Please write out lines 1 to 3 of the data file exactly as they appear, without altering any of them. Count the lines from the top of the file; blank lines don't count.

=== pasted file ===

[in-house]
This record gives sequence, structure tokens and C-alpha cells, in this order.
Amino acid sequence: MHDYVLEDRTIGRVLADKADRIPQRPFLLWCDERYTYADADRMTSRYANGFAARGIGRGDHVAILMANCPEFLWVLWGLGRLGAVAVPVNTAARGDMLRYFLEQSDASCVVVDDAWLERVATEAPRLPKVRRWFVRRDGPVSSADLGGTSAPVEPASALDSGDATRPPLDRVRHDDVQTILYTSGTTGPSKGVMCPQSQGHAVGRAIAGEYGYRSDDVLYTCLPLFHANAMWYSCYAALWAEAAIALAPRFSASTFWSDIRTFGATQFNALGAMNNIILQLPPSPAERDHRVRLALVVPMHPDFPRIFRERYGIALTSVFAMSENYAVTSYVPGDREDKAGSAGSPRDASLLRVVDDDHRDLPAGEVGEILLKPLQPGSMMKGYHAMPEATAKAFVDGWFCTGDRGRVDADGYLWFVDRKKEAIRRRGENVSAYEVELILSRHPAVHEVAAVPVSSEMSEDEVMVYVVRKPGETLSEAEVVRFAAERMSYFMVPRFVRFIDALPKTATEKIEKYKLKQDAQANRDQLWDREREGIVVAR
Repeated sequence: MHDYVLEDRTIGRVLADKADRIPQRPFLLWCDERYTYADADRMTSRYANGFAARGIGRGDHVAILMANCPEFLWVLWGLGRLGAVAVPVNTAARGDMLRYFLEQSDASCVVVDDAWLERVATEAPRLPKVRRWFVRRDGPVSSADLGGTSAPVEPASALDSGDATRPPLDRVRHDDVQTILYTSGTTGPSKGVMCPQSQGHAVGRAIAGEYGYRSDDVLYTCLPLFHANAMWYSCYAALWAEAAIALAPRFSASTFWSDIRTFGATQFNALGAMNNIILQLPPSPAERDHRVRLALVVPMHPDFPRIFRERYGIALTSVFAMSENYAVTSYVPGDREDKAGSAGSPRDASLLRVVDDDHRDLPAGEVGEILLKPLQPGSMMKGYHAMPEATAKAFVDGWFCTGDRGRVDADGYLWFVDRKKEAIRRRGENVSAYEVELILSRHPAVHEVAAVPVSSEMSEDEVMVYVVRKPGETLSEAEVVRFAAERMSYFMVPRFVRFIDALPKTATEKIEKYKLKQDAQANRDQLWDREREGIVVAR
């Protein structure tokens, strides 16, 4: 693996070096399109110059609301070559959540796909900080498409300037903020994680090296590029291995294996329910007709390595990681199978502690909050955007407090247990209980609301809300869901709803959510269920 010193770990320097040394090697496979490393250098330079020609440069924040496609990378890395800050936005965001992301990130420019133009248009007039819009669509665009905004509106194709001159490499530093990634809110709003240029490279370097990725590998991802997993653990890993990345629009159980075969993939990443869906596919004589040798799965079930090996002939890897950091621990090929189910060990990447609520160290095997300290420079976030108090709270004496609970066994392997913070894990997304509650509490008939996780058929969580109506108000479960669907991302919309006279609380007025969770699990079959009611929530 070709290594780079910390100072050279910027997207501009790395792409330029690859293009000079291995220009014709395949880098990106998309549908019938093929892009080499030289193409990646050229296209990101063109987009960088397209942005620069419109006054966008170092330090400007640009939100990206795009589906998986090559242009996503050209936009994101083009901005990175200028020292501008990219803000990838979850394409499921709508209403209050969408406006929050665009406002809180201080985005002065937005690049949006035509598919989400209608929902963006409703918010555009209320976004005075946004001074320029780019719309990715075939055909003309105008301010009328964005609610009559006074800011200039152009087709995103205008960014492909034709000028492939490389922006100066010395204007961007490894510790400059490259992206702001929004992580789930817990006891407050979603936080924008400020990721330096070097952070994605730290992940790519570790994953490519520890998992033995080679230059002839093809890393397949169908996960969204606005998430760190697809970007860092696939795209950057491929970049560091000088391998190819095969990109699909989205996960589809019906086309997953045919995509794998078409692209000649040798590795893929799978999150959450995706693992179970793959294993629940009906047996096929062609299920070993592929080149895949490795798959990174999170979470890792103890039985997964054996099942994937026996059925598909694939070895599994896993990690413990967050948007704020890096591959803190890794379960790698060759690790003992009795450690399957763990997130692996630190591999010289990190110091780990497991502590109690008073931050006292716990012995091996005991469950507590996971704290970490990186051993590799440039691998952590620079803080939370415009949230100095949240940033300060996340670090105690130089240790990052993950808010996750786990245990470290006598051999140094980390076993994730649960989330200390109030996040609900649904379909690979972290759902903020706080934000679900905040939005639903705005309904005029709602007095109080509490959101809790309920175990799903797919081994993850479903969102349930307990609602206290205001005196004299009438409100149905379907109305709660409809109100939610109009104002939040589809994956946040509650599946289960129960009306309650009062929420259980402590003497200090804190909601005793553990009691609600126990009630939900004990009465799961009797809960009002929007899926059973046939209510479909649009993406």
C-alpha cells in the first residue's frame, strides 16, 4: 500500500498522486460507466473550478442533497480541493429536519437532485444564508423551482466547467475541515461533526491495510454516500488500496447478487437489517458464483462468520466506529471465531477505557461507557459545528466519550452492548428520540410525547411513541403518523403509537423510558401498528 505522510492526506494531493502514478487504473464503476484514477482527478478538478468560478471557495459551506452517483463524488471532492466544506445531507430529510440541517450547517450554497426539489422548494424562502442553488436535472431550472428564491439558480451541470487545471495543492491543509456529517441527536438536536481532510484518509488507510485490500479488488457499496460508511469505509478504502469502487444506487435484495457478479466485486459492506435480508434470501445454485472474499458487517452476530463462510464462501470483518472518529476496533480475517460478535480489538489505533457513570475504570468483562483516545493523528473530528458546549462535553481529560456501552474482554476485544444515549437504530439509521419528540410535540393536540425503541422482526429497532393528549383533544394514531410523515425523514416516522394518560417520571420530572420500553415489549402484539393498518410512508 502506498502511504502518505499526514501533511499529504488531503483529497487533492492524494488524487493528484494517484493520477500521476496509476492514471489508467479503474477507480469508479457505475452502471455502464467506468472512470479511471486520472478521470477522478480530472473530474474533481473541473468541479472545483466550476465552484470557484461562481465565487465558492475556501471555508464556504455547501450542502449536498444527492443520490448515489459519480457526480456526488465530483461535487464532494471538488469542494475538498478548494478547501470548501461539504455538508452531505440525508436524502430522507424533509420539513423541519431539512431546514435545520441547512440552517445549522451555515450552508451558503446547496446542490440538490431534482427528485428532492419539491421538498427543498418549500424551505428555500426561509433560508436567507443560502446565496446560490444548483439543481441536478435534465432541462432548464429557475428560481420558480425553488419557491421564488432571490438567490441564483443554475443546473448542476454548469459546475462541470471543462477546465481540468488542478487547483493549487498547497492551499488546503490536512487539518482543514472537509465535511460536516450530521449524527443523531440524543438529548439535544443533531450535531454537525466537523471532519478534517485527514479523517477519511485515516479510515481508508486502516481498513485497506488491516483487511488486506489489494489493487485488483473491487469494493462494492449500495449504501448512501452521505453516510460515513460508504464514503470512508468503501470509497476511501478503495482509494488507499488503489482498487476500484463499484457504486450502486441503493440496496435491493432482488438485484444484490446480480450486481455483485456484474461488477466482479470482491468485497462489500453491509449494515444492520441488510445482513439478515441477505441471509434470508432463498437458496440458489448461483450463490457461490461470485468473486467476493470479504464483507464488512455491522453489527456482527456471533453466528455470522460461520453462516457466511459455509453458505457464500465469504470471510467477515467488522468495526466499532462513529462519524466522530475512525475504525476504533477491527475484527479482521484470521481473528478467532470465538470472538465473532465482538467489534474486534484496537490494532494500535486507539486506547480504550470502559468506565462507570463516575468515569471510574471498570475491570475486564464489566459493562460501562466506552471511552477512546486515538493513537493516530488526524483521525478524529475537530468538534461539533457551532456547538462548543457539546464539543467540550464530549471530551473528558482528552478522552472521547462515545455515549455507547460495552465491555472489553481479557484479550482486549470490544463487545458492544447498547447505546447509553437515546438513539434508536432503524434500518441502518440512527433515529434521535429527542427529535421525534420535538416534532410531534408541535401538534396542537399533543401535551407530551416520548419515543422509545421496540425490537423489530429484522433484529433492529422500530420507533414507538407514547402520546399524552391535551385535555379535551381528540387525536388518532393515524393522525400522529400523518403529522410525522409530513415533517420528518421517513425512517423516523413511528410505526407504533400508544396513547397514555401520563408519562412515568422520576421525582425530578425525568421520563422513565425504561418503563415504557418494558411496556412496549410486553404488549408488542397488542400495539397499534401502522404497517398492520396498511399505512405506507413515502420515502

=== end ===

[in-house]
This record gives sequence, structure tokens and C-alpha cells, in this order.
Amino acid sequence: MHDYVLEDRTIGRVLADKADRIPQRPFLLWCDERYTYADADRMTSRYANGFAARGIGRGDHVAILMANCPEFLWVLWGLGRLGAVAVPVNTAARGDMLRYFLEQSDASCVVVDDAWLERVATEAPRLPKVRRWFVRRDGPVSSADLGGTSAPVEPASALDSGDATRPPLDRVRHDDVQTILYTSGTTGPSKGVMCPQSQGHAVGRAIAGEYGYRSDDVLYTCLPLFHANAMWYSCYAALWAEAAIALAPRFSASTFWSDIRTFGATQFNALGAMNNIILQLPPSPAERDHRVRLALVVPMHPDFPRIFRERYGIALTSVFAMSENYAVTSYVPGDREDKAGSAGSPRDASLLRVVDDDHRDLPAGEVGEILLKPLQPGSMMKGYHAMPEATAKAFVDGWFCTGDRGRVDADGYLWFVDRKKEAIRRRGENVSAYEVELILSRHPAVHEVAAVPVSSEMSEDEVMVYVVRKPGETLSEAEVVRFAAERMSYFMVPRFVRFIDALPKTATEKIEKYKLKQDAQANRDQLWDREREGIVVAR